How to Teach New Vocabulary

Instructor: Esther Bouchillon

Esther has taught middle school and has a master's degree in gifted education.

This lesson describes how to introduce a new vocabulary word and several sample activities for reinforcing the meanings of the terms. A short quiz follows the lesson.

Approaches to Teaching Vocabulary

There are many different ways to teach vocabulary. First it is important to decide what you actually want the students to know. Do you simply want students to be able to match a term to a definition? Or do you desire for the students to have a deep understanding of the term, be able to use it accurately and be able to generalize the term? Especially with standardized tests where the exact phrasing of questions is unknown to the teacher in advance, usually the second goal is necessary for success. Let's look at how two teachers approach a vocabulary lesson using some nonsense words. Decide which one you think better teaches the new term.

Mrs. Snores begins her vocabulary lesson by writing the word 'vort' on the board. She tells the students to copy the term into their notebooks then states that the definition of a vort is 'an extravagant, fancy covering for a sneen.' She uses the term for the students in a sentence by stating 'Your vort is beautiful!' She tells the students to write down the definition and sentence in their notebooks also. As they are writing, Mrs. Snores writes the word on the poster labeled 'word wall'. Mrs. Snores tells the students to write four sentences using the word vort for homework, then moves on to the next word.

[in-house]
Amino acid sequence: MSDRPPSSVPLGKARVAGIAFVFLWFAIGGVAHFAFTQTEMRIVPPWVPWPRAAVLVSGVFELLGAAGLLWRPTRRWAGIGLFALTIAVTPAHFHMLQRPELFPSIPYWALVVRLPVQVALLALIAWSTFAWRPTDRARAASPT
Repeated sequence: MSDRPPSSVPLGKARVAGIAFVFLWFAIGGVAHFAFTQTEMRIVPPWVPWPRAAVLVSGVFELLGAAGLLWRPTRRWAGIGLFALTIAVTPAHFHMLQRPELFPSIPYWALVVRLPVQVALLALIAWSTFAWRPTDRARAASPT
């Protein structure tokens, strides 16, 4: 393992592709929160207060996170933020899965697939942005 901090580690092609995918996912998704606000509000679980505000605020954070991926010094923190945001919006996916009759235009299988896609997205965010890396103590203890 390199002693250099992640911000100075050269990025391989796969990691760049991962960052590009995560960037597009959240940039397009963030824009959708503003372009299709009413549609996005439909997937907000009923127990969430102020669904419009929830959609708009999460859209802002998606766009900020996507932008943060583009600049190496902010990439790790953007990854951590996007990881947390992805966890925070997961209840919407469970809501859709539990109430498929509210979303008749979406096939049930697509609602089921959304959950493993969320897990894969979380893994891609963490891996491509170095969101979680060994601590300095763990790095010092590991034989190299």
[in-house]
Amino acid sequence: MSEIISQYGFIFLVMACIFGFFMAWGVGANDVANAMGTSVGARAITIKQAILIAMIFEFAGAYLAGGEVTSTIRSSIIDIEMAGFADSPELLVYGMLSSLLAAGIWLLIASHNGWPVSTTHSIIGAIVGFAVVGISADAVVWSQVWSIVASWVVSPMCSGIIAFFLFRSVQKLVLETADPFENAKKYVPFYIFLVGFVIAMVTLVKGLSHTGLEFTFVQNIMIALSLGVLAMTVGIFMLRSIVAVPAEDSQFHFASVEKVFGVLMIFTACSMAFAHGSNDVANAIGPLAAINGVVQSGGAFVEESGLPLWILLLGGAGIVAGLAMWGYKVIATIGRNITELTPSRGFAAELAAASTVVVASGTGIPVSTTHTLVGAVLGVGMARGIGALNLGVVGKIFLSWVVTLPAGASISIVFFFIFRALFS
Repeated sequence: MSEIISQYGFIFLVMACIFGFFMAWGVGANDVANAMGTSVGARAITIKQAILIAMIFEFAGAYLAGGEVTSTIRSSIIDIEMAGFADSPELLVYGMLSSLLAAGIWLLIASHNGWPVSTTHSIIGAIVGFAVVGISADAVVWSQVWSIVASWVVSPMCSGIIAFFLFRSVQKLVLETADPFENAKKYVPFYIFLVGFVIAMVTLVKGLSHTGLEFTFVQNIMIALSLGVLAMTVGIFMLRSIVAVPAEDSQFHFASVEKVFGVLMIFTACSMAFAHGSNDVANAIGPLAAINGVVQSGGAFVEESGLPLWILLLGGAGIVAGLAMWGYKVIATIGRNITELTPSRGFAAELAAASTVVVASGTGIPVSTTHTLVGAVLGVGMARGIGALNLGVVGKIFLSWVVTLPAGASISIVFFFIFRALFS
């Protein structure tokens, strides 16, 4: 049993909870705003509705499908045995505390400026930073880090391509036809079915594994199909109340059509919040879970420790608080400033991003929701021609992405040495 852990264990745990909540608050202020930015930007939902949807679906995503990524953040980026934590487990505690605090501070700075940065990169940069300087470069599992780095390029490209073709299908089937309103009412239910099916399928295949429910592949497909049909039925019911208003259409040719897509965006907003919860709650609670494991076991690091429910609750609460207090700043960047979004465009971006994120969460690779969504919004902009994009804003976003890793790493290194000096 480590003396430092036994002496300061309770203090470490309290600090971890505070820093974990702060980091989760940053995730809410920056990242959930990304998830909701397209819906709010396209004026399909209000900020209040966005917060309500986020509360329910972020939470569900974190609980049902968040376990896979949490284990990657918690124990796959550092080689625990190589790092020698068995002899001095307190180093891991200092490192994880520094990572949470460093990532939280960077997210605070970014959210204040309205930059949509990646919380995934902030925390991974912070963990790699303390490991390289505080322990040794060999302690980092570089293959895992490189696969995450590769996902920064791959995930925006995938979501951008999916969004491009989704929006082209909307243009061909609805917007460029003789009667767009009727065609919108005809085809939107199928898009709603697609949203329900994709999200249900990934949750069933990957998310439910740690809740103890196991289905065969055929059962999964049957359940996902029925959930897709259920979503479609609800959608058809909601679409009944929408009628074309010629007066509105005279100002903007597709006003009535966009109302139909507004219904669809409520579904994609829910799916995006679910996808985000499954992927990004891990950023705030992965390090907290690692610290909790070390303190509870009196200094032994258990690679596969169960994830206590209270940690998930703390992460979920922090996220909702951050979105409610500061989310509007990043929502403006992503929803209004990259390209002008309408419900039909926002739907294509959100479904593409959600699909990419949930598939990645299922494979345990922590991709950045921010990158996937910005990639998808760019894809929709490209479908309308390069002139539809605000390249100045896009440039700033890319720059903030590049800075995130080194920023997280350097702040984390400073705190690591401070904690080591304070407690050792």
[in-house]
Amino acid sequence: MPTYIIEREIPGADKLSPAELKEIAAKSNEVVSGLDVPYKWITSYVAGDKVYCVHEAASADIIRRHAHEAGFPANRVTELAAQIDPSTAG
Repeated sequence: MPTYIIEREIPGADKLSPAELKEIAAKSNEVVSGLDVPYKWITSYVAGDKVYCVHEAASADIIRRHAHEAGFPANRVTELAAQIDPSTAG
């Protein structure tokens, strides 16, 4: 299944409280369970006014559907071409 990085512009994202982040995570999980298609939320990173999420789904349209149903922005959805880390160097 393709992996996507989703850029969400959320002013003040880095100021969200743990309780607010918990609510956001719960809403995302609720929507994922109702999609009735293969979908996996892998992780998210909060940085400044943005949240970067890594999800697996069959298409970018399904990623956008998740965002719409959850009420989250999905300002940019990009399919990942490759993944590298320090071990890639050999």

Across the hall, Mrs. Clearly also writes the word 'vort' on the board and states the definition, but she also displays a picture of a vort. 'Yesterday we covered what sneen means, can someone remind us what this word means?' A student says that it is another word for head. Mrs. Clearly tells her she is correct and then asks someone to describe what extravagant means and calls on several students to answer. Mrs. Clearly concludes her explanation of the term by showing several examples of vorts including a derby hat and Native American headdress. She also asks the students to share some examples of things that are not vorts. Students reply with visor and baseball cap. Mrs. Clearly has the students write down the definition in their own words, list some examples and non-examples, and draw a picture that helps them understand the meaning of the word.

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